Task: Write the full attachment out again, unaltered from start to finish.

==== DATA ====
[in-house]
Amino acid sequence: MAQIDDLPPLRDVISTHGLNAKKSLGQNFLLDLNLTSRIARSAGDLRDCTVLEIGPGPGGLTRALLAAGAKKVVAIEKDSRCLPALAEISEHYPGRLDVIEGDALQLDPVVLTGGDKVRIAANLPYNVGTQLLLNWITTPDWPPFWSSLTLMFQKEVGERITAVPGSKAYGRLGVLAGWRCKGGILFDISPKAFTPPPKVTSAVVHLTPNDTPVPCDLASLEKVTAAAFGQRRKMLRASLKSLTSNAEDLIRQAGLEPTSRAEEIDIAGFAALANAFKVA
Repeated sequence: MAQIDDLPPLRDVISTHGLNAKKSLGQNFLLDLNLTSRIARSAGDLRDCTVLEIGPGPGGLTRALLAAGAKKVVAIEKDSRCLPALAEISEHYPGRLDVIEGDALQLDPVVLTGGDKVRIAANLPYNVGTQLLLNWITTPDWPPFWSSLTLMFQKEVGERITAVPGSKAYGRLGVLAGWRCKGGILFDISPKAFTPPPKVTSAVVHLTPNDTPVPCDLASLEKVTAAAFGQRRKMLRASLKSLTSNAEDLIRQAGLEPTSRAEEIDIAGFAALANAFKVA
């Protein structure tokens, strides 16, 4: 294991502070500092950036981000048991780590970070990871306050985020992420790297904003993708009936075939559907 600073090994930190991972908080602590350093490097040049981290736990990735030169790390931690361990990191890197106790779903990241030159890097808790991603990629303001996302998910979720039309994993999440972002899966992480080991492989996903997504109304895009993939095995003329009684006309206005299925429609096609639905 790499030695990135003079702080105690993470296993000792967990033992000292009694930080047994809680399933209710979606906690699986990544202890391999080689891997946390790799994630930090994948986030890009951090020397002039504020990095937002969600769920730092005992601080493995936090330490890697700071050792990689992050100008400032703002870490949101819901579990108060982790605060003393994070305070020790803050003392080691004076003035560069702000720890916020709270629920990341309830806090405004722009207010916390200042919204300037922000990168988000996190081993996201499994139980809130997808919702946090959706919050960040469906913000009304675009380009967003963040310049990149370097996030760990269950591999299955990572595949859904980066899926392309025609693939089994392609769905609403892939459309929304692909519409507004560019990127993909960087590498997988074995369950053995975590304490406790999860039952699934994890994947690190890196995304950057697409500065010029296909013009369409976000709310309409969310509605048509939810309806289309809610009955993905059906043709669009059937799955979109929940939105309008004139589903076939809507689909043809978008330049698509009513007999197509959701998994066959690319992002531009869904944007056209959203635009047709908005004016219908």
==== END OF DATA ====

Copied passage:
[in-house]
Amino acid sequence: MAQIDDLPPLRDVISTHGLNAKKSLGQNFLLDLNLTSRIARSAGDLRDCTVLEIGPGPGGLTRALLAAGAKKVVAIEKDSRCLPALAEISEHYPGRLDVIEGDALQLDPVVLTGGDKVRIAANLPYNVGTQLLLNWITTPDWPPFWSSLTLMFQKEVGERITAVPGSKAYGRLGVLAGWRCKGGILFDISPKAFTPPPKVTSAVVHLTPNDTPVPCDLASLEKVTAAAFGQRRKMLRASLKSLTSNAEDLIRQAGLEPTSRAEEIDIAGFAALANAFKVA
Repeated sequence: MAQIDDLPPLRDVISTHGLNAKKSLGQNFLLDLNLTSRIARSAGDLRDCTVLEIGPGPGGLTRALLAAGAKKVVAIEKDSRCLPALAEISEHYPGRLDVIEGDALQLDPVVLTGGDKVRIAANLPYNVGTQLLLNWITTPDWPPFWSSLTLMFQKEVGERITAVPGSKAYGRLGVLAGWRCKGGILFDISPKAFTPPPKVTSAVVHLTPNDTPVPCDLASLEKVTAAAFGQRRKMLRASLKSLTSNAEDLIRQAGLEPTSRAEEIDIAGFAALANAFKVA
């Protein structure tokens, strides 16, 4: 294991502070500092950036981000048991780590970070990871306050985020992420790297904003993708009936075939559907 600073090994930190991972908080602590350093490097040049981290736990990735030169790390931690361990990191890197106790779903990241030159890097808790991603990629303001996302998910979720039309994993999440972002899966992480080991492989996903997504109304895009993939095995003329009684006309206005299925429609096609639905 790499030695990135003079702080105690993470296993000792967990033992000292009694930080047994809680399933209710979606906690699986990544202890391999080689891997946390790799994630930090994948986030890009951090020397002039504020990095937002969600769920730092005992601080493995936090330490890697700071050792990689992050100008400032703002870490949101819901579990108060982790605060003393994070305070020790803050003392080691004076003035560069702000720890916020709270629920990341309830806090405004722009207010916390200042919204300037922000990168988000996190081993996201499994139980809130997808919702946090959706919050960040469906913000009304675009380009967003963040310049990149370097996030760990269950591999299955990572595949859904980066899926392309025609693939089994392609769905609403892939459309929304692909519409507004560019990127993909960087590498997988074995369950053995975590304490406790999860039952699934994890994947690190890196995304950057697409500065010029296909013009369409976000709310309409969310509605048509939810309806289309809610009955993905059906043709669009059937799955979109929940939105309008004139589903076939809507689909043809978008330049698509009513007999197509959701998994066959690319992002531009869904944007056209959203635009047709908005004016219908």